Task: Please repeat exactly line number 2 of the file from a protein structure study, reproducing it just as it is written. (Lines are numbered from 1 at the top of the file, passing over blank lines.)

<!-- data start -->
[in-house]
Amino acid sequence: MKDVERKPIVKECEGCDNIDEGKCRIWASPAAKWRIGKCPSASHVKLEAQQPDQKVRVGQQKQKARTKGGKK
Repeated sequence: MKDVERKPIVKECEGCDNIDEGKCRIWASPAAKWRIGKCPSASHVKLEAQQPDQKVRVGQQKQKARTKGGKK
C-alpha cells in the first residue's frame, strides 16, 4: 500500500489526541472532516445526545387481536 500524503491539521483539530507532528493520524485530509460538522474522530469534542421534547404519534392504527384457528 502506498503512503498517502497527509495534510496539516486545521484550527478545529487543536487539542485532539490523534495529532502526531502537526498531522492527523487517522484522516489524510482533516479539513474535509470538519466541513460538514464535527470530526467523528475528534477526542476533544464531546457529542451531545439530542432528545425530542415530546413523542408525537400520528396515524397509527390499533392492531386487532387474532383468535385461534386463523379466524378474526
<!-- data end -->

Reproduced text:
Amino acid sequence: MKDVERKPIVKECEGCDNIDEGKCRIWASPAAKWRIGKCPSASHVKLEAQQPDQKVRVGQQKQKARTKGGKK